14 July 2012


Not long after I wrote about the lack of info on the opening of Calvert Vaux Park, the park actually became accessible to the public.  Much as I like to think that I had some influence on the process, I am sure it's just a coincidence.

I do not know when the park opened to the public, but on July 4, during a run, I saw that there was much activities by park staff.  Weed-whackers were used by staff in clear, plastic overalls.  Other staff members were on hands and knee in some places to remove the weeds among what was planted.  The east gate was opened to admit trucks carrying heavy equipments.  One machine looked like a zamboni, perhaps used scrubbing hard surfaces.

I asked a park personnel when the park would be open to the public and he answered, "Soon, very soon."  I automatically dismissed his answer as something his manager had told him to say.  Little did I know that the man was telling the truth. Maybe on Saturday 7 July the park started to admit the public.  I would not know since for my post-lunch walk on that day I opted to go to Kings Highway instead of Calvert. I already gave up on waiting for it to open. Let it be a surprise, something that I don't think about but happens anyway.

Sunday 8 July, evening, sun was already down but the sky was still somewhat lit, I decided to have my post-dinner walk to check out Calvert Vaux. Lo and behold, the gate near the footbridge was open. Not wide open, but at least it was not locked and there were no people inside working. It was finally open to the public! I quickly went inside and looked around. A small group of people was on the futbol field, so I was not the only person there. It was already dark so I did not take photos. I knew where I would run the next morning.

I did run in Calvert Vaux Park the next day and took the photos below. After all that waiting, I was a bit disappointed that it was not large. If you do not mind running the same path over and over then it is OK. Perhaps some day the back fence will be open to connect the new park to the undeveloped area then you can have a long run. For now, it is best for walking and for adding distance to a route, but not as a running route by itself.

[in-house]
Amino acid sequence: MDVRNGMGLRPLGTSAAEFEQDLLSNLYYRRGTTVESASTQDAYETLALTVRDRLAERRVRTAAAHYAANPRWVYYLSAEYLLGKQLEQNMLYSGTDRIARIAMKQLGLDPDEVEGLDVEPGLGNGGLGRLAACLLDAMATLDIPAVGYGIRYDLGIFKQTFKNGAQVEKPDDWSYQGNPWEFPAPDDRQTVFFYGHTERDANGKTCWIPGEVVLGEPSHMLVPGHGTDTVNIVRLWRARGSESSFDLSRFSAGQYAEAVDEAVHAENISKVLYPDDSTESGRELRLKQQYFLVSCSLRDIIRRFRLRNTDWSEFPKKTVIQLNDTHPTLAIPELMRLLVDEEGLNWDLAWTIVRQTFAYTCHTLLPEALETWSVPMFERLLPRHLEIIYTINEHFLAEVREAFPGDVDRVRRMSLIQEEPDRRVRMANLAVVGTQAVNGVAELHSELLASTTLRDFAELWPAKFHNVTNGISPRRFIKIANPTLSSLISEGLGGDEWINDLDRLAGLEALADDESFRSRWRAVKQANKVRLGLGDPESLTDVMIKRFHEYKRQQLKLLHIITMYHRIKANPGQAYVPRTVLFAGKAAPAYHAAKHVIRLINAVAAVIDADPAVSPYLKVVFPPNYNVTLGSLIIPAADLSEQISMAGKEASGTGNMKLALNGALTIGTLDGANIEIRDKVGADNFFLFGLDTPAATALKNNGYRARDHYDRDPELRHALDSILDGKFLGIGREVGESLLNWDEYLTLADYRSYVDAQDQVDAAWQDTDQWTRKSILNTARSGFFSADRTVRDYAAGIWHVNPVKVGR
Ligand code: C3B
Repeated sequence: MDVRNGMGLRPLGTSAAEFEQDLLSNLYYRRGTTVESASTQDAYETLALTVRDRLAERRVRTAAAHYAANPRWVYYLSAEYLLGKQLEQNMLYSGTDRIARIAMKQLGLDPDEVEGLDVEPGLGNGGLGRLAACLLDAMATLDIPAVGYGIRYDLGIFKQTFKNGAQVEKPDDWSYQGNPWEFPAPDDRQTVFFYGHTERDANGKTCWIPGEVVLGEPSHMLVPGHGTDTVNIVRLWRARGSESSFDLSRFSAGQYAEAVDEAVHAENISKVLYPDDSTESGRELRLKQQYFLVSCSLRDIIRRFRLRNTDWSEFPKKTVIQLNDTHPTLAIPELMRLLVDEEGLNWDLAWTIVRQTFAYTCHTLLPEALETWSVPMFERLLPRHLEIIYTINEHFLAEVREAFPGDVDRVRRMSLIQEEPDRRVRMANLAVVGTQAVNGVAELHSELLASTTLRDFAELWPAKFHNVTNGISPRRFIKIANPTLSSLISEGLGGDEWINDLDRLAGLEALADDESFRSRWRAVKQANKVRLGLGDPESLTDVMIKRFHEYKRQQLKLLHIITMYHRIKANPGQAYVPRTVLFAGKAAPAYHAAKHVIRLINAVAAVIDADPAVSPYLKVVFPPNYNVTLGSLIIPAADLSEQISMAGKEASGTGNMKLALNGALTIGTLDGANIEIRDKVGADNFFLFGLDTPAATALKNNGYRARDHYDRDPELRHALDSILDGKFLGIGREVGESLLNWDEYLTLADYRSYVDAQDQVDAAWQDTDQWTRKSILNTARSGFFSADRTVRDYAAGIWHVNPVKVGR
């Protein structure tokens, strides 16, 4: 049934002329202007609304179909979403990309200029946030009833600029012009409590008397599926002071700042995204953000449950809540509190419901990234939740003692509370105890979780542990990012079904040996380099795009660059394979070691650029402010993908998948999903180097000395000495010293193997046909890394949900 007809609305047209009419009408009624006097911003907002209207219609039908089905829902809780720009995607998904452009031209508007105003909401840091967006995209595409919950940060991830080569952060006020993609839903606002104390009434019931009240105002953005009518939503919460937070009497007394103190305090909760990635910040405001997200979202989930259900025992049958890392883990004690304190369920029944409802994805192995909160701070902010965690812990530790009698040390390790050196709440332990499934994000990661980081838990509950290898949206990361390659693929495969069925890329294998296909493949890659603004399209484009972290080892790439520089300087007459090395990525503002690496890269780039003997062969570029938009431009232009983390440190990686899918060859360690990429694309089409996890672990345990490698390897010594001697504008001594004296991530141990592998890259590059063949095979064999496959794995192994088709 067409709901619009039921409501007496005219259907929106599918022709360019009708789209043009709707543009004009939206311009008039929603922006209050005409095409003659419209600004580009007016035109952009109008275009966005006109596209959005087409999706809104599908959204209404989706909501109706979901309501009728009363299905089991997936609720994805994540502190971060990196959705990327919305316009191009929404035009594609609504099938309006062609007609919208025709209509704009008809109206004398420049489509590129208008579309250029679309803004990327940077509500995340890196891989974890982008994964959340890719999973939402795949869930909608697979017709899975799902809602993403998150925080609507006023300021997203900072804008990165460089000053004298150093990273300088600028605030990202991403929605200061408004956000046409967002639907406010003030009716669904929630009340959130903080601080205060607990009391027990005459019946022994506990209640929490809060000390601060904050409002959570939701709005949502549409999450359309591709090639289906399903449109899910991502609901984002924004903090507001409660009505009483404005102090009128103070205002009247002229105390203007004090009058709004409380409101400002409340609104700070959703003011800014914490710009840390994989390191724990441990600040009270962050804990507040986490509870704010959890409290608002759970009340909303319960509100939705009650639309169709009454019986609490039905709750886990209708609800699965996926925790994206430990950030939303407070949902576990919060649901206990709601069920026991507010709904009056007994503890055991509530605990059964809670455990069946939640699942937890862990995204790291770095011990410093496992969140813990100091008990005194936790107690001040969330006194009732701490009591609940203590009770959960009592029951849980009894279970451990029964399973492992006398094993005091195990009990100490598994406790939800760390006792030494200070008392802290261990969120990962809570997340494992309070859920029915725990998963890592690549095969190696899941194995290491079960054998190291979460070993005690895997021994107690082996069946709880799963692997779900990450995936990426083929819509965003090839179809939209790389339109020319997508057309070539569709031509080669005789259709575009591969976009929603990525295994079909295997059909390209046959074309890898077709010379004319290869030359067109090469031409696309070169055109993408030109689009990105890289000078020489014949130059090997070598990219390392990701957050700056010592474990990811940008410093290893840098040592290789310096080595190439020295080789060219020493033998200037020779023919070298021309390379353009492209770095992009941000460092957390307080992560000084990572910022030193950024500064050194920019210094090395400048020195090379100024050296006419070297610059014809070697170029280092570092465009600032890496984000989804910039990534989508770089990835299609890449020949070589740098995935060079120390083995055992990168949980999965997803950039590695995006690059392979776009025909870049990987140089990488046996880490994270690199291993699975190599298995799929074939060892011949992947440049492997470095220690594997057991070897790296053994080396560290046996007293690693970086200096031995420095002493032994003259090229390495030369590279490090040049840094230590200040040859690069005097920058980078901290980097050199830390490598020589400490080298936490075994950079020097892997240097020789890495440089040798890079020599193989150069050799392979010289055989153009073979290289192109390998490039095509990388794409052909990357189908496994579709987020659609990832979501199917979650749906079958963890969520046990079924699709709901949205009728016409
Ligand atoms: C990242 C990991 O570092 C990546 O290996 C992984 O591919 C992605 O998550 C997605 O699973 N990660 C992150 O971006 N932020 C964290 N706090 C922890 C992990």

The open gate!  What a welcome sign!!!
I suppose the Mayor and other politicians were at Calvert Vaux Park for some ribbon-cutting ceremony in 2011.  To me, it was still opened to the public around July 4, 2012.  Don't let this plaque distort history.

The paths in Calvert Vaux Park do not all connect.  This one ends in a semi-circular bench, can be a romantic spot, if you don't mind being surprised by wanderers.
The southern end of the park.  Behind the photographer is a mesh fence, beyond that is the undeveloped part of the area that has a few more futbol fields and baseball diamonds, perhaps a homeless camp, too.
I was slightly surprised to discover that these water fountains actually worked.  Now that I am an avid runner, details like this are important features of a public park.
All these times looking into the park from the outside I did not this ditch existed.  Perhaps it was a natural stream and the architects wanted to preserve it.  There was no water flowing, that was for sure, but it still looks nice.
A goal-to-goal view of one of the futbol field.  The AstroTurf surface felt weird to run on, I'll avoid it.
The area is not near any subway stations although some buses probably run on Cropsey or maybe even Shore Road itself.  If you come by bicycle, you can chain it to this rack.
There is no public restroom at Calvert Vaux Park at the moment. Whether it's because of security reason or what else, I do not know.  I was hoping this trailer is the bathroom but there was no sign to indicate so.

This is probably a tool shack, not a restroom.  There is one in Scarangella Park near my home, too, must be a new thing for the parks.

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